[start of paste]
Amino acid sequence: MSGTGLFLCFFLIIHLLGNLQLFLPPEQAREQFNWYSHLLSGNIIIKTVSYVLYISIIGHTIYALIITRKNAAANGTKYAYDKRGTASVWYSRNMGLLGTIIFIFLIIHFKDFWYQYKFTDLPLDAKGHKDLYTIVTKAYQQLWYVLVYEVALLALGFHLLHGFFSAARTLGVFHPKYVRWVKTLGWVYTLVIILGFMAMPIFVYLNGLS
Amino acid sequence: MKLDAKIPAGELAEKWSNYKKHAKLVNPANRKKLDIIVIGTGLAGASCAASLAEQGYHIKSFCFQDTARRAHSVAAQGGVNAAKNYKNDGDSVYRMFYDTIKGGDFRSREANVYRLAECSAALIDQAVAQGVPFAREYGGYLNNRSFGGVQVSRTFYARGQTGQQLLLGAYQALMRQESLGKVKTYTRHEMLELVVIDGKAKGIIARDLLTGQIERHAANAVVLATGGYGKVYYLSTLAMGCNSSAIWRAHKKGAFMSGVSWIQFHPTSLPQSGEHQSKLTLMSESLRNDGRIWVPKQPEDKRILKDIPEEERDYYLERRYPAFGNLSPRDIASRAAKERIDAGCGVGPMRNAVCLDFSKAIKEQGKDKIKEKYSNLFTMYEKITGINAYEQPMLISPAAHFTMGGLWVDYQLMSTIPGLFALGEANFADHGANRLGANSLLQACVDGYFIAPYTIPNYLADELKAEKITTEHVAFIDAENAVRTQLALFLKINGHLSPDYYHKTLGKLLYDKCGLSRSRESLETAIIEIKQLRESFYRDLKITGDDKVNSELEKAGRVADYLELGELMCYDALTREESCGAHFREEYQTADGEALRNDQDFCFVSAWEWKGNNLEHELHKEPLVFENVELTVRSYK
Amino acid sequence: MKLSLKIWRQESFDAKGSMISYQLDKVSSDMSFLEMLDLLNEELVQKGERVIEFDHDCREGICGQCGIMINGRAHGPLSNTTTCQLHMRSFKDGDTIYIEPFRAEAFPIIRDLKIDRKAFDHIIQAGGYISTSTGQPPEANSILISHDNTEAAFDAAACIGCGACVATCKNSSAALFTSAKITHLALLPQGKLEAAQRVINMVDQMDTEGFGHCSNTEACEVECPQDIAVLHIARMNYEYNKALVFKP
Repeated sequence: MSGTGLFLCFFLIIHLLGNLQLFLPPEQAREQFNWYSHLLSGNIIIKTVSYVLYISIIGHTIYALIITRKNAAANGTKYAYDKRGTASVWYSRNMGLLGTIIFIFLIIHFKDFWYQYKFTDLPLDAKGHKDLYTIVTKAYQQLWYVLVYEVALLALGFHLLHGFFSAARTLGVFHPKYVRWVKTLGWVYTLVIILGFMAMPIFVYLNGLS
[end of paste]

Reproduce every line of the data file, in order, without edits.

Amino acid sequence: MSGTGLFLCFFLIIHLLGNLQLFLPPEQAREQFNWYSHLLSGNIIIKTVSYVLYISIIGHTIYALIITRKNAAANGTKYAYDKRGTASVWYSRNMGLLGTIIFIFLIIHFKDFWYQYKFTDLPLDAKGHKDLYTIVTKAYQQLWYVLVYEVALLALGFHLLHGFFSAARTLGVFHPKYVRWVKTLGWVYTLVIILGFMAMPIFVYLNGLS
Amino acid sequence: MKLDAKIPAGELAEKWSNYKKHAKLVNPANRKKLDIIVIGTGLAGASCAASLAEQGYHIKSFCFQDTARRAHSVAAQGGVNAAKNYKNDGDSVYRMFYDTIKGGDFRSREANVYRLAECSAALIDQAVAQGVPFAREYGGYLNNRSFGGVQVSRTFYARGQTGQQLLLGAYQALMRQESLGKVKTYTRHEMLELVVIDGKAKGIIARDLLTGQIERHAANAVVLATGGYGKVYYLSTLAMGCNSSAIWRAHKKGAFMSGVSWIQFHPTSLPQSGEHQSKLTLMSESLRNDGRIWVPKQPEDKRILKDIPEEERDYYLERRYPAFGNLSPRDIASRAAKERIDAGCGVGPMRNAVCLDFSKAIKEQGKDKIKEKYSNLFTMYEKITGINAYEQPMLISPAAHFTMGGLWVDYQLMSTIPGLFALGEANFADHGANRLGANSLLQACVDGYFIAPYTIPNYLADELKAEKITTEHVAFIDAENAVRTQLALFLKINGHLSPDYYHKTLGKLLYDKCGLSRSRESLETAIIEIKQLRESFYRDLKITGDDKVNSELEKAGRVADYLELGELMCYDALTREESCGAHFREEYQTADGEALRNDQDFCFVSAWEWKGNNLEHELHKEPLVFENVELTVRSYK
Amino acid sequence: MKLSLKIWRQESFDAKGSMISYQLDKVSSDMSFLEMLDLLNEELVQKGERVIEFDHDCREGICGQCGIMINGRAHGPLSNTTTCQLHMRSFKDGDTIYIEPFRAEAFPIIRDLKIDRKAFDHIIQAGGYISTSTGQPPEANSILISHDNTEAAFDAAACIGCGACVATCKNSSAALFTSAKITHLALLPQGKLEAAQRVINMVDQMDTEGFGHCSNTEACEVECPQDIAVLHIARMNYEYNKALVFKP
Repeated sequence: MSGTGLFLCFFLIIHLLGNLQLFLPPEQAREQFNWYSHLLSGNIIIKTVSYVLYISIIGHTIYALIITRKNAAANGTKYAYDKRGTASVWYSRNMGLLGTIIFIFLIIHFKDFWYQYKFTDLPLDAKGHKDLYTIVTKAYQQLWYVLVYEVALLALGFHLLHGFFSAARTLGVFHPKYVRWVKTLGWVYTLVIILGFMAMPIFVYLNGLS